The Psalmist was a wounded healer too. He had in incredible gift of pinning down his own human experience and his daily need for God’s grace. The Psalmist opened his heart and mind to be real about his own oppressions, heartbreaks, grief, and longings for new life. And we find comfort in his bold trust in God that spans lament and praise.

But we need to know the hidden truth for the Psalmist – it was true for Henri Nouwen too; even before the Psalmist found his voice to be a light of encouragement to others, the Psalmist was first aware that he was fully understood and fully known by God. This is a key truth of joy.

The Psalmist’s bold trust that God was and is ever before him was the Psalmist’s strong foundation, therefore he would not be moved (Psalm 16:7-8). The Psalmist’s conviction granted him joy in all circumstances; that joy was a keen awareness of God’s grace breaking in.

The Psalmist’s conviction was not a solo endeavor. He was encircled by the goodly heritage of God’s Word. Our ancestors of faith like the prophet Isaiah surrounded this wounded healer with the promise of Emmanuel “God Is With Us;” the Lord will bring good news to the oppressed, bind up the brokenhearted, proclaim the Lord’s freedom and favor, comfort and provide for those who mourn, and give a garment of praise instead of a faint spirit (Isaiah 61:1-3).

The Lord God showed the Psalmist the path of life for it is illumined with the light of God’s promises. That path is not an easy one nor is it free of challenges, struggles, pain, or grief. It is the path of life because God is with us in all situations and even shares in our human struggles as revealed in the fullness of Jesus Christ. The life of the Christ Child is the light of all people (John 1:4).

As we anticipate his birth once again, it brings us great joy. Nothing compares to the wonders of Christ’s love and the glories of his righteousness. Because the Lord is ever before us, we shall not be moved. As we live into this great hope others take notice of that light shining within you and me. That true light which enlightens everyone is coming into the world.

As we enter into this third week of Advent, I want for you to think about your journey along the path of life. Consider the all the twists and turns that you have encountered along the way.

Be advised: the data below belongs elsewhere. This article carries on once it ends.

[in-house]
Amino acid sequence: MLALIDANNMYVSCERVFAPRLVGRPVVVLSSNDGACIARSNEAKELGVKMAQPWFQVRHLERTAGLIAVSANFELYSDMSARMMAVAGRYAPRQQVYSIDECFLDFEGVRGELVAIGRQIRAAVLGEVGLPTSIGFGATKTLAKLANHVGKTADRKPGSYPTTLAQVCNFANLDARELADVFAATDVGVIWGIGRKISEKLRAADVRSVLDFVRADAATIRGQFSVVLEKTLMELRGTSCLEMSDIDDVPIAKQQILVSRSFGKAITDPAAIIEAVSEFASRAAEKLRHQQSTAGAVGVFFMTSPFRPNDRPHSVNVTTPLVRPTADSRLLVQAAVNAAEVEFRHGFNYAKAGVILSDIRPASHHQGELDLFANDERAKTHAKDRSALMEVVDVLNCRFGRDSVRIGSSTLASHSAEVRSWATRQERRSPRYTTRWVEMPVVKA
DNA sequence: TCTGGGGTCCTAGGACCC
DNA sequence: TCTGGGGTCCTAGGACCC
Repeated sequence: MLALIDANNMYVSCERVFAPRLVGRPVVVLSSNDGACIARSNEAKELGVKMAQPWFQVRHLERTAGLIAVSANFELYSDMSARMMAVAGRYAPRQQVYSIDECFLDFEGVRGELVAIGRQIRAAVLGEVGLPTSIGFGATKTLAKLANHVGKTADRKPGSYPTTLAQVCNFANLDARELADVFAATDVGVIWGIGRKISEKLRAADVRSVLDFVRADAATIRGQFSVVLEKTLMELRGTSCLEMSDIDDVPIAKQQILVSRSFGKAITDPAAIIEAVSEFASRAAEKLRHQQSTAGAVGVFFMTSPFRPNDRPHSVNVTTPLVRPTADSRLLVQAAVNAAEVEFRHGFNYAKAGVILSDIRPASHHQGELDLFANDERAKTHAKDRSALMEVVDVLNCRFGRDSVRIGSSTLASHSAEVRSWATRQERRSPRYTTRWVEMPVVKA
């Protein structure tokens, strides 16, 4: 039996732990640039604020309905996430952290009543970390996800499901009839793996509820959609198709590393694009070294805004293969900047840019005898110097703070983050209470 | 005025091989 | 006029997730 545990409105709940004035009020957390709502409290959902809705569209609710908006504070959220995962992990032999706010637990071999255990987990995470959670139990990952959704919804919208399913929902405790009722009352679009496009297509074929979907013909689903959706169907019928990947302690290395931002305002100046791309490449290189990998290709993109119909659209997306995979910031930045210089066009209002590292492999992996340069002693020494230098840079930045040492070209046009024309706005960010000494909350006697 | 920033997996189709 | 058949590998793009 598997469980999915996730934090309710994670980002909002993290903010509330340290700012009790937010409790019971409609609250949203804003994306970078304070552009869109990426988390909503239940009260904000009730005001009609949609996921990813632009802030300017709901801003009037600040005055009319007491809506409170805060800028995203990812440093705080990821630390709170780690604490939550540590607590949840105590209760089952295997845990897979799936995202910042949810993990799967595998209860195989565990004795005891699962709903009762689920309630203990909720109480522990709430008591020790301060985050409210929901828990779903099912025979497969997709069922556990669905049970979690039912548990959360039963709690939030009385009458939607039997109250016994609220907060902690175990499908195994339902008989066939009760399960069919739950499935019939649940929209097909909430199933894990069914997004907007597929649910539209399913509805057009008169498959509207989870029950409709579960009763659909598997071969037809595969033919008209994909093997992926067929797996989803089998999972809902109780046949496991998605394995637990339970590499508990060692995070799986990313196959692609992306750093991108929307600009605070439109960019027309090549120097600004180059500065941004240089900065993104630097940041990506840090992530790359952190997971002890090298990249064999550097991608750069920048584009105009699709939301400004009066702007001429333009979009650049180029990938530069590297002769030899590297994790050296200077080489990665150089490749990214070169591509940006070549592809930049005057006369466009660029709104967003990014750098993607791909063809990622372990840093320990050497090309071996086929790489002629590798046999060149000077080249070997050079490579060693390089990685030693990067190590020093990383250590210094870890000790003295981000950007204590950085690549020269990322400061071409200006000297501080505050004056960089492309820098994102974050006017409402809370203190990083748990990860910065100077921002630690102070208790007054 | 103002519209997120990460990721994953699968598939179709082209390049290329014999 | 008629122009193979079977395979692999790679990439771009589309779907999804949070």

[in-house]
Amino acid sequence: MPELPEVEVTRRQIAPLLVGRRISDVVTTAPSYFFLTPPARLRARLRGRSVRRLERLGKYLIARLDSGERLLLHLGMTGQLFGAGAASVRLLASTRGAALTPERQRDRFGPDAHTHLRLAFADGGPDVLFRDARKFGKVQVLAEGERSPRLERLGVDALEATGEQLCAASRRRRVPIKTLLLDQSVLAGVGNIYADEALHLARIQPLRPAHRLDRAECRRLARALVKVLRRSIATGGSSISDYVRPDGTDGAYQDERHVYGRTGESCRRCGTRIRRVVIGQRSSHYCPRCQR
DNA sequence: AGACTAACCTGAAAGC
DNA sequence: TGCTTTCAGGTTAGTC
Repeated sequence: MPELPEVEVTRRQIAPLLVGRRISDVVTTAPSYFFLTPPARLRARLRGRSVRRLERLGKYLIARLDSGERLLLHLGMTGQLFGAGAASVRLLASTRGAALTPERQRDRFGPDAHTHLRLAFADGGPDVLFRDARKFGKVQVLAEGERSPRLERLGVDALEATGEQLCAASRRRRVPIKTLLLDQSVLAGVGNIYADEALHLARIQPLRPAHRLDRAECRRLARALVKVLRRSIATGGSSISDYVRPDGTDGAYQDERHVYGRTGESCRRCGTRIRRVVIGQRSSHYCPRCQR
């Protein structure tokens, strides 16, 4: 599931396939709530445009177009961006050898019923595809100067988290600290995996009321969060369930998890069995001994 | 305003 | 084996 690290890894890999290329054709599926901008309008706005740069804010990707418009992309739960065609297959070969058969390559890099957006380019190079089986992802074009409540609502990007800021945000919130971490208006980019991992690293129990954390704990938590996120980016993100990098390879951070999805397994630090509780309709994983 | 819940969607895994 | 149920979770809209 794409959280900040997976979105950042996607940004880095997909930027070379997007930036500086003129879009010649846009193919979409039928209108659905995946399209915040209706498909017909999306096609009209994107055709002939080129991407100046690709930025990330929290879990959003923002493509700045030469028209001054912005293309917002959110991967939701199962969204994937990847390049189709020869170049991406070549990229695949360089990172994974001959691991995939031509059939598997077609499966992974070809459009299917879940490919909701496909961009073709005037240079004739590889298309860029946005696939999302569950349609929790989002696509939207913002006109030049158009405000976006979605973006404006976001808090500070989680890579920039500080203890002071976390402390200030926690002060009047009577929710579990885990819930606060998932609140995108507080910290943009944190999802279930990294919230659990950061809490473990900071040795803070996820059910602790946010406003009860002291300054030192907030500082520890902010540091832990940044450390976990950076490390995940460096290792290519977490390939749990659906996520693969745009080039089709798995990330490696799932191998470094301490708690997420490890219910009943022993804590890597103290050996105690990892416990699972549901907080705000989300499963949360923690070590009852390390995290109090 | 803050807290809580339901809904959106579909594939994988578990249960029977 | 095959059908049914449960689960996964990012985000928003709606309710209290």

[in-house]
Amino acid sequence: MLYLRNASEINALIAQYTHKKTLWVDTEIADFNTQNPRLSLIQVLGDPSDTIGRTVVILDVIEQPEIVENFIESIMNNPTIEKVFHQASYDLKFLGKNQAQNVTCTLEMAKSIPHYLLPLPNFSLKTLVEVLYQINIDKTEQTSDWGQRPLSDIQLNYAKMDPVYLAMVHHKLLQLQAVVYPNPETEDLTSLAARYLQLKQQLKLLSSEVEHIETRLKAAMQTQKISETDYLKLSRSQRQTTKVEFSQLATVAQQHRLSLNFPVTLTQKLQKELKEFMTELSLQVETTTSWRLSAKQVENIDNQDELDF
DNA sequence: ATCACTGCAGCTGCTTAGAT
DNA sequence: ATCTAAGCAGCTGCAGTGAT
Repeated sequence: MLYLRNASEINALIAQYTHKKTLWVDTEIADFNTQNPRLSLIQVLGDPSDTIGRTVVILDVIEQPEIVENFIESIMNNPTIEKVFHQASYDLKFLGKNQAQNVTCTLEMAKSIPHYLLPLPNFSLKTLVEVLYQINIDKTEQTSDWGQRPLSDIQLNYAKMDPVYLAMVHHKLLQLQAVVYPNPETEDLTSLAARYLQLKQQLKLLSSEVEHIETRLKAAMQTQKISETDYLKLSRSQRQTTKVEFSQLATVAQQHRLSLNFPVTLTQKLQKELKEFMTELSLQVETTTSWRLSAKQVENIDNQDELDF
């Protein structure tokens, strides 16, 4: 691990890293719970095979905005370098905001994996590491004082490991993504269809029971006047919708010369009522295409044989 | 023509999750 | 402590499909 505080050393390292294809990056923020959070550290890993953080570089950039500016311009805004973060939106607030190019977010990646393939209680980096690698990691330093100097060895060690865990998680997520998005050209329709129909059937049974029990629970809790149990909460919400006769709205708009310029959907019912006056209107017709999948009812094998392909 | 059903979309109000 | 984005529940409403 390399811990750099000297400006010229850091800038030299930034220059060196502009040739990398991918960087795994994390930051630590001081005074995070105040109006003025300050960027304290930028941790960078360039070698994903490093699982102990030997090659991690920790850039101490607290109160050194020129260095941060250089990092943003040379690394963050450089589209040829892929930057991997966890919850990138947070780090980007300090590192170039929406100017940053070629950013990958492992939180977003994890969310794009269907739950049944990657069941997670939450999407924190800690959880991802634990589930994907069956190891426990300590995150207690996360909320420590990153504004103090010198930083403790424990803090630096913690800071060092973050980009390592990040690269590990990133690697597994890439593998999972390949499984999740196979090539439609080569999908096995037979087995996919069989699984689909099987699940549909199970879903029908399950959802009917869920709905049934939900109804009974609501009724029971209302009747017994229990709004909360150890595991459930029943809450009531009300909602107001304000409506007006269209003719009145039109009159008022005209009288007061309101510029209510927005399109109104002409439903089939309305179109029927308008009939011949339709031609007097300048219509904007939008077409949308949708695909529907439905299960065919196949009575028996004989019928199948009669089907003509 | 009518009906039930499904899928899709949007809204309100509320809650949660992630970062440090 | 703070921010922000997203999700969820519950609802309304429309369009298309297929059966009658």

Where have you been hard pressed?
What situations at home, at school or work, and in the wider world hurt your heart?
What do you need to be freed from that is gripping your life?
Has grief come to visit you again leaving you a longing for comfort?

Yes, these are deep questions, but we do not answer them in a solo endeavor. Even as we are trying to find the words to articulate our own stories and name where we need God's grace, we are already fully known and fully understood by the Lord, for God is with us.

Take heart in the prophet’s promise. Be encouraged by the vulnerability of the wounded healer of the Psalms. And follow in John’s footsteps of shining the light of your truth about the wonders of Christ’s love and the glories of God’s grace breaking into your life and in the wider world.

As we live into God’s story that still changes the world, we find joy. True joy is not superficial happiness. It cannot be bought or self-generated. True joy is a gift that encircles us. And we need one another to find it.

Henri Nouwen says it this way:

People who have known the joy of God point each other to flashes of light here and there, and remind each other that they reveal the hidden but real Presence of God. They discover that there are people who heal each other's wounds, forgive each other's offenses, share their possessions, foster the spirit of community, celebrate the gifts they have received, and live in constant anticipation of the full manifestation of God's Glory. [3]

Listen in the silence. Listen in the noise. Listen for the Spirit’s voice of compassion.

From his fullness we have received grace upon grace (John 1:16).

May the joy of the Lord move you and me to share the light of God’s promises in Emmanuel.

In the name of the Father, Son, and Holy Spirit. Amen.

Sources Referenced:

[1] Henri Nouwen, “The Inner Voice of Love” (New York: Random House, Inc., 1996), p. xiii.
[2] Henri Nouwen, “The Heart of Henri Nouwen” (New York: Crossroad Publishing, 2003).
[3] Henri Nouwen, “The Return of the Prodigal Son: The Story of Homecoming” (New York: Doubleday Dell Publishing Group, Inc., 1992), p. 117.